There are seven companies within this sector that have increased dividends for 25 consecutive years, including Johnson & Johnson (JNJ ) and Abbott (ABT ). The sector itself is not known for having impressive yields, but the companies below have proved that they are committed to being consistent dividend payers.

Industrial

The industrial goods industry includes companies that manufacture or service industrial products. In general, the industry as a whole tends to underperform the wider market, or outperforms for very short periods of time. The average dividend yield for companies in the industrial goods industry is just 1.76%, and 2% for industrial stocks in the S&P 500.

Although the industry’s average dividend yield is very low, there are 12 companies that have raised their dividend for at least 25 years, including Energizer Holdings, Inc. (ENR ), Illinois Tool Works Inc. (ITW ) and Stanley Black & Decker, Inc. (SWK ).

Services

The services sector includes companies that typically produce or sell intangible goods, big-box retailers, and shipping companies. The sector is compiled of industries including business services, restaurants, grocery stores and lodging. This sector is also the provider of the majority of jobs in the United States. The average dividend yield for the services sector is 2.37%, while the average yield for service companies in the S&P 500 is 2.0%. As shown below, the shipping industry yields well above the other industries in the sector. This high average yield is primarily due to high yielding international tanker companies including Nordic American Tankers (NAT ) and KnightsBridge Tankers (VLCCF ).

For investors seeking steady dividend payments, there are two companies in the sector that pay regular monthly dividends: Shaw Communications Inc (USA) (SJR ) and Student Transportation Inc (STB ). There are also 13 companies in the services sector that have increased dividends for at least 25 consecutive years, including Wal-Mart (WMT ), McDonald’s (TGT ) and Target Corporation (TGT ).

Technology

The technology sector includes several industries including telecommunications, IT services, semiconductor manufacturing, software, data hosting services, biotechnology, and scientific research. On average, companies that are in this sector have a dividend yield of 3.2%, while technology companies in the S&P 500 have an average dividend yield of just 1.5%.

Many dividend investors do not look to technology stocks due to their high volatility. Historically, tech stocks have not been known to be great dividend stocks, as many tech companies prefer to invest cash back into their businesses rather than pay a dividend. This trend has changed in recent years, however, as many former high-growth tech companies have accepted a slower growth trajectory and started to focus more on rewarding shareholders with dividends and buybacks. For additional overview on tech stocks that pay dividends, take a look at 10 Big Tech Stocks That Pay A Dividend.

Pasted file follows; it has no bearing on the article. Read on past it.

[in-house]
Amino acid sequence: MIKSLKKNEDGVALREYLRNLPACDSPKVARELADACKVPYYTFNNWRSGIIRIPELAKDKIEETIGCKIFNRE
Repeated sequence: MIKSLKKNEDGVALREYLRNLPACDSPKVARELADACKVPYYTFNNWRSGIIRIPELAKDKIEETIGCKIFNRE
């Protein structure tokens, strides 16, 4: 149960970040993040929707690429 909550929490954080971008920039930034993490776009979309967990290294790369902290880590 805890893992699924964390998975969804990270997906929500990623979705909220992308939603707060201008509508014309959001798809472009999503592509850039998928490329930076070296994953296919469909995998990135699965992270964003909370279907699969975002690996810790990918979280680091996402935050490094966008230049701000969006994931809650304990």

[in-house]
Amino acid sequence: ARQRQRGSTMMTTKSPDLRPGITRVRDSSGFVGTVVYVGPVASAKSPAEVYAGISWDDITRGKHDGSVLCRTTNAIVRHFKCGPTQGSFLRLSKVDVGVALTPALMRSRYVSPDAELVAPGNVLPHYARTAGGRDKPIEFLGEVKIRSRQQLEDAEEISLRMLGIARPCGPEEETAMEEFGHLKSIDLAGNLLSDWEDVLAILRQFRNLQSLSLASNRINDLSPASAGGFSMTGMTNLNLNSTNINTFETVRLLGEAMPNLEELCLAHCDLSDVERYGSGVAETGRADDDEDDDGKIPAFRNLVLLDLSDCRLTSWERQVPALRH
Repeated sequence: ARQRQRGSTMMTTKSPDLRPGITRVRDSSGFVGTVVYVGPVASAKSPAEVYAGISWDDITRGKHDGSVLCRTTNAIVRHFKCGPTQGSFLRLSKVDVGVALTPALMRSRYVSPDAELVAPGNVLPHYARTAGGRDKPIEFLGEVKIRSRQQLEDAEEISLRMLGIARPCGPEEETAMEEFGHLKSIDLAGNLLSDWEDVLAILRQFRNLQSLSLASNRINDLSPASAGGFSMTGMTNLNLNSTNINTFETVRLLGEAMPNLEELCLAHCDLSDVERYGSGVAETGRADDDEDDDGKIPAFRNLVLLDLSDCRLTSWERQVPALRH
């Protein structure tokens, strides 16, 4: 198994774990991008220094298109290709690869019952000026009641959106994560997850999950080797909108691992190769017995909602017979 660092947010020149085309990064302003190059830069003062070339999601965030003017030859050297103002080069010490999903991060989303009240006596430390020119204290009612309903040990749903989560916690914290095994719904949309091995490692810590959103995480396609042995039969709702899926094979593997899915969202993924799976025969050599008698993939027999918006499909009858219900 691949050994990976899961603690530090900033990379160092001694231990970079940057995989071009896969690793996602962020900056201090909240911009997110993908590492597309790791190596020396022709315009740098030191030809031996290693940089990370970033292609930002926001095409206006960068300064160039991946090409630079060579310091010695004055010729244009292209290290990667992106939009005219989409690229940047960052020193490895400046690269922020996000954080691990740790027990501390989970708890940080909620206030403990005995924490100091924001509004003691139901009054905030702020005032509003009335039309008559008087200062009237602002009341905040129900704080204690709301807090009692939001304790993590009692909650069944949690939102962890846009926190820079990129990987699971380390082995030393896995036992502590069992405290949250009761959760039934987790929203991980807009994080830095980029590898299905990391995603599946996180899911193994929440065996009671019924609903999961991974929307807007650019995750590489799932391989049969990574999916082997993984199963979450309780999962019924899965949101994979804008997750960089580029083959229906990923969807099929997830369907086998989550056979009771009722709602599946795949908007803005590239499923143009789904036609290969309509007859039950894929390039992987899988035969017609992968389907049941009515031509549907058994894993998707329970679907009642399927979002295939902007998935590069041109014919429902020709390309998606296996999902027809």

There are only three companies in this sector that have paid increasing dividends every year for at least 25 years, namely AT&T Inc. (T ), Automatic Data Processing (ADP ) and Telephone & Data Systems, Inc. (TDS ).

Utilities

The utilities sector is broken into electricity, gas, and water utilities. Companies in this industry require a large amount of infrastructure and therefore hold large amounts of debt. When interest rates go up or down, debt payments will increase or decrease accordingly. Therefore, the sector generally performs best when interest rates are low. Historically, dividend investors tend to be attracted to utility stocks due to their high yields. For dividend comparison purposes, utility stocks have a 3.96% average dividend yield, while utility stocks in the S&P 500 have a 3.7% average yield.

This high yielding industry has 13 companies that have increased their dividend for at least 25 years, including Consolidated Edison, Inc. (ED ) and American States Water Co (AWR ). These companies have been able to maintain attractive dividend yields, with the exception of natural gas exploration company Energen Corp (EGN ), which is visibly lower than its peers, yielding below 1%.

Main Takeaways from This Comparison

With the exception of the basic materials and financial sectors, which have MLPs and REITs skewing their average yields, the sectors generally have an average yield that is in-line with the average yield of their industries. A dividend comparison of each sector is essential to truly see how a specific stock compares to its peer.

The “25 Year Dividend Increasers” charts above do not highlight the highest yielding stocks of each sector, but instead present some of the most reliable dividend payers. A stock that has a dividend yield well above (or below) its industry average may have that yield for a reason. It is important to always research a stock before making an investment. A safe and reliable dividend can be a much better choice for dividend investors than a high yield stock that could cut its dividend at any time.

Be sure to check out our entire lists of 25 Year Dividend increasers and Monthly Dividend Stocks. For a complete list of dividend stocks by sector, please click here.